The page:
• Published 12th Dec 2018
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Child of the Invasion - Starscribe



The changeling army has taken control of Canterlot. While their queen secures her grip over this newly captured territory, what happens to the drones who made up her army?

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Chapter 21: Swarmlore

“So maybe you don’t want to hurt me,” Codex said, as soon as they’d finished barricading the door. Harlequin had started dragging crates over, but the other bug was cleverer than that. He stuck a rod between the handles, and just like that it couldn’t be swung in either direction. He added a few more, and the heavy wooden doors were about as secure as any doors could be.

We could break them if we were a swarm. But if we were still a swarm, we would escape this place. She hadn’t felt the Swarm anywhere in the dark, unless that strange queen she saw in the dreamless darkness was what a swarm looked like when it was starting.

“That doesn’t mean I’m going to do what you say. You’re still the one who ruined my life. There’s no one in the universe I should hate more. You took my family away, you got me thrown down here…”

Harlequin pushed him against the wall, hard enough that she jostled the pillar, and the pony light crystal came on. She bore her teeth, hissing at him. “You are the only reason you are down here, Codex. I was installed in the pony guard. I was going to get everybug out. The only thing you had to do was wait patiently.” She shoved him back, collapsing onto her haunches and panting hard. “I got myself assigned to guard the prison! All I had to do was wait for the right opportunity, and this would be over! We’d be long gone from this awful city…”

“You’re not really making your case,” Codex argued. “You wanted to let free a prison full of murderers and war criminals.” He flicked his tail back at the door as it jostled slightly. Maybe the scavengers outside hadn’t gone as far as they hoped. “Look at that. That is what the ponies of Equestria would’ve faced if I hadn’t stopped you. Even if ponies rejected me…” He stood a little straighter, though his voice quavered slightly. “It doesn’t matter if they never know my name. I still did my best to save them. One day, Princess Celestia will honor me for it.”

“Whatever.” Harlequin picked a cot at random, slumping sideways onto it. “That sounds exactly like the kind of thinking that got us into trouble. Believing our queen no matter what she told us.” The words felt like they should catch fire in her mouth as she said them. But there was no poison dripping down her tongue, and Chrysalis didn’t appear from the shadows behind her with a dagger to reward her for her disloyalty.

She went on. “She left us behind. Left us to be captured, doesn’t seem to care that we’re suffering. What makes you think your princess is different?”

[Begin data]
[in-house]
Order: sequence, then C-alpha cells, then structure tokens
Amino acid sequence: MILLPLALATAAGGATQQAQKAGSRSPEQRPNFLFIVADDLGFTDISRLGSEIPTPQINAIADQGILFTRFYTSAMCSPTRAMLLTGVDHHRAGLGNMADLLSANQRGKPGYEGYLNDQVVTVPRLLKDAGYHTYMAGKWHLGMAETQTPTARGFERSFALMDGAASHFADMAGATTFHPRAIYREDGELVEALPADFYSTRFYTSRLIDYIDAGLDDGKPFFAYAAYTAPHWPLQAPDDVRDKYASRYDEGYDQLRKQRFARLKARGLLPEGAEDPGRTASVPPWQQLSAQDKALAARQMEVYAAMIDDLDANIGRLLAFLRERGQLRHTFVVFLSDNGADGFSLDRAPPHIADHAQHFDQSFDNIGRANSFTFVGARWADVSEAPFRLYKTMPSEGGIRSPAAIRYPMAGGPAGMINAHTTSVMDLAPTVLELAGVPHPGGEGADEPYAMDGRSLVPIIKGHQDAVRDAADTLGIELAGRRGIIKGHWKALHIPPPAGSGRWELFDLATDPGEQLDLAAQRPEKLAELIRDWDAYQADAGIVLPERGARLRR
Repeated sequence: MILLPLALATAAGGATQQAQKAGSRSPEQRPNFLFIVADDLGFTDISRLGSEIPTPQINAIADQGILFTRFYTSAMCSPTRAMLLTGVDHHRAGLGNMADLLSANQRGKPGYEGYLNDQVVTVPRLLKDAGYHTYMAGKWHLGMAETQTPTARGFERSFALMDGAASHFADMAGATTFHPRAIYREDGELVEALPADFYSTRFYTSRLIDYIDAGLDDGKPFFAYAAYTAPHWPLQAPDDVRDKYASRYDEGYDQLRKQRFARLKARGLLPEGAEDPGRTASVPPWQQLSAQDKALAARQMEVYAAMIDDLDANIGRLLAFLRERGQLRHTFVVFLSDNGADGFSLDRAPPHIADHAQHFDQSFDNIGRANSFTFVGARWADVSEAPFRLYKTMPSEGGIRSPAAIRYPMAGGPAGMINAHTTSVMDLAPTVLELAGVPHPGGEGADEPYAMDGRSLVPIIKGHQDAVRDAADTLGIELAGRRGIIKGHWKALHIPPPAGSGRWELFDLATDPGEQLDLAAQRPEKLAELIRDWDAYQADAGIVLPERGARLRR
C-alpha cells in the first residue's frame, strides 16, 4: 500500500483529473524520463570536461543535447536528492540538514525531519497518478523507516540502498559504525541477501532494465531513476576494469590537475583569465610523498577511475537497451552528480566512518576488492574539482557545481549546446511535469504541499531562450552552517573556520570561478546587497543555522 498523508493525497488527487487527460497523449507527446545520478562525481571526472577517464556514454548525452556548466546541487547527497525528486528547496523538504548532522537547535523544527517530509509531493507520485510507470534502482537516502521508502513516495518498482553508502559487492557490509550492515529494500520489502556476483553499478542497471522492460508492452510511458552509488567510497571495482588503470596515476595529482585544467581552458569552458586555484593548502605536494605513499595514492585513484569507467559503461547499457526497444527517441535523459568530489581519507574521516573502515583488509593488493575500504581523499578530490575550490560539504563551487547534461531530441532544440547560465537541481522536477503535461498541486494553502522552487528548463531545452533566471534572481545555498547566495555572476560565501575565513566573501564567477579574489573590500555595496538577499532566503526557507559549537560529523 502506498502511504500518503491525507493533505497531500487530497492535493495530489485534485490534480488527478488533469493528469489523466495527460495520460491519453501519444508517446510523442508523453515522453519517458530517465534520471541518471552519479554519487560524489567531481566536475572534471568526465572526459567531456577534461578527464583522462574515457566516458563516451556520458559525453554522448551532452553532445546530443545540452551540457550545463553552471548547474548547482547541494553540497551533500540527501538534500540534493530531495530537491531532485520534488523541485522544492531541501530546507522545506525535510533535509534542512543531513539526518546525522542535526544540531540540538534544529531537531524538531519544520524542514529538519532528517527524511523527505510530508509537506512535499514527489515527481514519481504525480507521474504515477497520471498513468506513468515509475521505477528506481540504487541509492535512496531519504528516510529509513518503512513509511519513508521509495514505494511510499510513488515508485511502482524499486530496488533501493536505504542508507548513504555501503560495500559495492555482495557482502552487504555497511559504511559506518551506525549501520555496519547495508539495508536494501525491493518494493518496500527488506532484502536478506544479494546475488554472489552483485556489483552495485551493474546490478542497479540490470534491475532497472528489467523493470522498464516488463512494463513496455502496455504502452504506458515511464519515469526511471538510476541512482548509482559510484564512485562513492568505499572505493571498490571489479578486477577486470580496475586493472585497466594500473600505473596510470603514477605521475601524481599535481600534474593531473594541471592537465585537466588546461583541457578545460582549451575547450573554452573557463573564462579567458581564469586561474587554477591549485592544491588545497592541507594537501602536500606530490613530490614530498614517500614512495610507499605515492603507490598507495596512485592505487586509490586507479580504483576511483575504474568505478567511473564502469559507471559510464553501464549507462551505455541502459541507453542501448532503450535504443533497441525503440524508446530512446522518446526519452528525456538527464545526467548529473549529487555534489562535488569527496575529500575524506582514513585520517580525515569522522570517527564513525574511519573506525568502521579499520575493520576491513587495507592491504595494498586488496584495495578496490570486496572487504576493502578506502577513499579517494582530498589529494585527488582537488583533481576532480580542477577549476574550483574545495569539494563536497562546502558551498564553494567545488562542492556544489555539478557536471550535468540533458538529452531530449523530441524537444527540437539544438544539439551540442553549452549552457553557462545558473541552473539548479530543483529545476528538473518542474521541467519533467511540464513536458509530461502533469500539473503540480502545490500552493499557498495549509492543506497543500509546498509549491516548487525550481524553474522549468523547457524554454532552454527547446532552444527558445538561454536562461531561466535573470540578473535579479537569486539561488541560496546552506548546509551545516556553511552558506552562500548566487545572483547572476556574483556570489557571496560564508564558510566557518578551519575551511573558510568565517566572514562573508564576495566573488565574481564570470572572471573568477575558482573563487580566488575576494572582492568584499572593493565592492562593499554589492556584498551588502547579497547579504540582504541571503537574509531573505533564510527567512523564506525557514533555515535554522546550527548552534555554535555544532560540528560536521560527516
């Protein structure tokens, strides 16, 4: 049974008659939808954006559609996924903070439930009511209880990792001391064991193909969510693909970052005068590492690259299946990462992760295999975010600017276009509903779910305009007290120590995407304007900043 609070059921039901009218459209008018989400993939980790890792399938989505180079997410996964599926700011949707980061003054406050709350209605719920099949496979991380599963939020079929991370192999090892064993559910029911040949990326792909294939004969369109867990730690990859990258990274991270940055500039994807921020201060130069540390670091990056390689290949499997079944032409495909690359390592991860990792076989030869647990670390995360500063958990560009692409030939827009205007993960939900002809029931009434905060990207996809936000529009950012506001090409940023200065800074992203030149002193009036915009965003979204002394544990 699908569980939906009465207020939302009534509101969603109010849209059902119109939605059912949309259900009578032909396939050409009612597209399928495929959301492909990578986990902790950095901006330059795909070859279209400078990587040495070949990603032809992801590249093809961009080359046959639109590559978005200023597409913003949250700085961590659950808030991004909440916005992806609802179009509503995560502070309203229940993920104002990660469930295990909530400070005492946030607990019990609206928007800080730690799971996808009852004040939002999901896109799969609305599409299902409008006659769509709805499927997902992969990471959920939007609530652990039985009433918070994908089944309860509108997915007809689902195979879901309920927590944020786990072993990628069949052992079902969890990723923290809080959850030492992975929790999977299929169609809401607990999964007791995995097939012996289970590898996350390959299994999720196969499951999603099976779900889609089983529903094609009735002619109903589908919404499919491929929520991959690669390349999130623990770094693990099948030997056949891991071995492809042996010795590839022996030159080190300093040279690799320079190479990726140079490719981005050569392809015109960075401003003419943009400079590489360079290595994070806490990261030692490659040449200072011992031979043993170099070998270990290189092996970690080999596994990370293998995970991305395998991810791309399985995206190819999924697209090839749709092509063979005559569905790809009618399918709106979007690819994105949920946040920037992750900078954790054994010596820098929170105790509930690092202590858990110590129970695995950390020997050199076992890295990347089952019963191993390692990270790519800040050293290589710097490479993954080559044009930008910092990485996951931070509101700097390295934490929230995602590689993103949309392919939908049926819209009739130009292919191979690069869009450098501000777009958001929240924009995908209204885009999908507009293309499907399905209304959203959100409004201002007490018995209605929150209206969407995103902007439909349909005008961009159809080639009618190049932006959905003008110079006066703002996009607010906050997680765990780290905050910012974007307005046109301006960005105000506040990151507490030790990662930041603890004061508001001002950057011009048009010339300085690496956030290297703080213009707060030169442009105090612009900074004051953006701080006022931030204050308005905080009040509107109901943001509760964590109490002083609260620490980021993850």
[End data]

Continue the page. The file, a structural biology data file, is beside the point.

“Because she is,” Codex said, as though commenting on the weather. “They’re nothing alike. You invaded us, Harlequin. We just wanted to live peacefully here. I wanted you to live peacefully. I suspect I even know more about changelings than you know about yourselves. Your culture has become a degenerate shadow of itself. But I suppose that’s the natural consequence of relying on your linked mind-structure over the course of—”

Harlequin sat up suddenly, spreading her wings as she interrupted him. “Hold on. I… I remember. You did talk about us before. You said you were… an expert on magical creatures. You weren’t lying to me?”

“No,” he said, more annoyed than defensive this time. “Of course not! Why would I lie about that? Pointless. Obviously I should have lied. If I told you I was a chef, I’d be home with my family right now, sipping coco and wondering what the princess was going to do with the invaders. Not… rotting with you in prison.”

This argument was going nowhere. But that didn’t mean she was completely wasting her time. “How did you know about changelings? Ponies didn’t know what we were when we started sneaking in. Only when the Queen ordered an invasion… I think.” She didn’t know what had been happening back then, obviously. She barely had a dozen memories from that long ago, and most of them were abstract snapshots of a few moments at a time.

“I studied,” Codex answered. It seemed like he’d claimed a section of the prison for himself, clearing off a few of the cots, pushing them together, and opening the little kits at the foot of each bed. Fine, she had no reason to try and stop him. Routine was good for a bug. “There are ancient records of you, just like most things. Ponies knew their world better in the past. We’ve been so frightened of the monsters that lurk in dark corners that we’ve forgotten how we fought them. It’s just so much easier to leave you alone. Hope you won’t come back, hope you weren’t looking. See what good it did.”

Harlequin frowned, watching this changeling move. His shell still didn’t look like it was formed right, and now had several more openings than it should, held together with thin thread from pony stitching. Whatever medicine they’d done to try and heal him had been only partially successful.

Maybe they dumped him down here after they found out about me. Or maybe Codex just upset them so much they got frustrated with dealing with him. That certainly seemed plausible, given the pain he was for her most of the time they were together. But the Queen thought you were valuable enough to convert. She wanted you specifically, and Hydrus searched for you. You must know something. “Tell me what you know,” she said, without preamble. “About changelings. You wrote about us, isn’t that what you said? In a pony book.”

“In my doctoral thesis,” he corrected. “Yes, I did. You were fascinating creatures when I could think about you in the abstract. Nopony guessed you might still be alive in numbers like this. Or that you might be coming back to Equestria. That you’d attack us again… obviously the princess must not have considered it, or we would’ve been better defended. I’m sure we will be now.”